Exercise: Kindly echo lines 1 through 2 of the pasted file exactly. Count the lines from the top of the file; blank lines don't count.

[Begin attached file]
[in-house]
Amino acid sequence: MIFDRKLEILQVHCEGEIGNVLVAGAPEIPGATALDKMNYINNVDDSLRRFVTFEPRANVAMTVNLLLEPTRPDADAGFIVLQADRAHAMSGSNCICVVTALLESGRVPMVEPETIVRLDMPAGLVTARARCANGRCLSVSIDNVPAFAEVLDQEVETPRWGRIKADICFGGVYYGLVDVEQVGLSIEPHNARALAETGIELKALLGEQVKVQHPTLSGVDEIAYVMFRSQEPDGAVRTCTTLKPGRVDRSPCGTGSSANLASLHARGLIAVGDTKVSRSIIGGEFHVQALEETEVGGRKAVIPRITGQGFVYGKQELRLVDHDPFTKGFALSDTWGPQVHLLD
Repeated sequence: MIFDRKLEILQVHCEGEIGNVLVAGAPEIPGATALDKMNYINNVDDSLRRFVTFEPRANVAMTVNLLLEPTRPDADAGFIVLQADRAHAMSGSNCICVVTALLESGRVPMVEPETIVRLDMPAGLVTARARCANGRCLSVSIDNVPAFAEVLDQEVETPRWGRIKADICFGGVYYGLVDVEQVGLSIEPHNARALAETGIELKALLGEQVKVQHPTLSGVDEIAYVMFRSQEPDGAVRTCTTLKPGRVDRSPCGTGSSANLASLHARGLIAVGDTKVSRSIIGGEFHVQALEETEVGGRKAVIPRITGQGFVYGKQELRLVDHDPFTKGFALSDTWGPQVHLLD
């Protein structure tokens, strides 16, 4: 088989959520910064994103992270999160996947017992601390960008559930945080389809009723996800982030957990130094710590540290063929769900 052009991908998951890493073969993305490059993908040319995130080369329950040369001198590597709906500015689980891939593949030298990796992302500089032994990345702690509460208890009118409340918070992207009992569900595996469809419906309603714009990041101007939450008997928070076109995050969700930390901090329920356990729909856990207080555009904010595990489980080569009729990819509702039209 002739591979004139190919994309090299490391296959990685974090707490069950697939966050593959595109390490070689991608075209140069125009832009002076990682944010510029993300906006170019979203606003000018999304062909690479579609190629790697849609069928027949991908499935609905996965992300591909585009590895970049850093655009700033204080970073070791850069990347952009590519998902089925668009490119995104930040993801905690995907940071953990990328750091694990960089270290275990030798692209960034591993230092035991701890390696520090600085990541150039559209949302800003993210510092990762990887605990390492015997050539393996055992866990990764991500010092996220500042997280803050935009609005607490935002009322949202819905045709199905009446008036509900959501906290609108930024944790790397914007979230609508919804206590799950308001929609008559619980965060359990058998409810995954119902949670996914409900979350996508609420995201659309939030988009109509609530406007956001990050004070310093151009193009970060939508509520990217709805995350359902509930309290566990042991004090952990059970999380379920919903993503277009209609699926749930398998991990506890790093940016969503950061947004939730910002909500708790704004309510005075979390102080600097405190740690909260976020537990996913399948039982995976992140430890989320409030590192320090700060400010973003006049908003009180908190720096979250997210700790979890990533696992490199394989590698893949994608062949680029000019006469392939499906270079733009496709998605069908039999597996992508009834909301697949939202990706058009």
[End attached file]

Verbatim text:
[in-house]
Amino acid sequence: MIFDRKLEILQVHCEGEIGNVLVAGAPEIPGATALDKMNYINNVDDSLRRFVTFEPRANVAMTVNLLLEPTRPDADAGFIVLQADRAHAMSGSNCICVVTALLESGRVPMVEPETIVRLDMPAGLVTARARCANGRCLSVSIDNVPAFAEVLDQEVETPRWGRIKADICFGGVYYGLVDVEQVGLSIEPHNARALAETGIELKALLGEQVKVQHPTLSGVDEIAYVMFRSQEPDGAVRTCTTLKPGRVDRSPCGTGSSANLASLHARGLIAVGDTKVSRSIIGGEFHVQALEETEVGGRKAVIPRITGQGFVYGKQELRLVDHDPFTKGFALSDTWGPQVHLLD